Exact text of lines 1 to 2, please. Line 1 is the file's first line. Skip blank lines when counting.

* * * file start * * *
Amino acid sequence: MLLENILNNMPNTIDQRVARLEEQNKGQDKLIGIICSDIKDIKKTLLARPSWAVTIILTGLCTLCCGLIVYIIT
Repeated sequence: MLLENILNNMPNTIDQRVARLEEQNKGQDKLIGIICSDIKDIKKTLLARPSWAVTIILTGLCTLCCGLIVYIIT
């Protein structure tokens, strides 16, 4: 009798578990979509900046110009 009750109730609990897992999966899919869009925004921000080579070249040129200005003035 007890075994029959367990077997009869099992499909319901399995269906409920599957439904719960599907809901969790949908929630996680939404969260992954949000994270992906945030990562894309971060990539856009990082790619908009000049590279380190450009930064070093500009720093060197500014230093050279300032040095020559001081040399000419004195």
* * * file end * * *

Amino acid sequence: MLLENILNNMPNTIDQRVARLEEQNKGQDKLIGIICSDIKDIKKTLLARPSWAVTIILTGLCTLCCGLIVYIIT
Repeated sequence: MLLENILNNMPNTIDQRVARLEEQNKGQDKLIGIICSDIKDIKKTLLARPSWAVTIILTGLCTLCCGLIVYIIT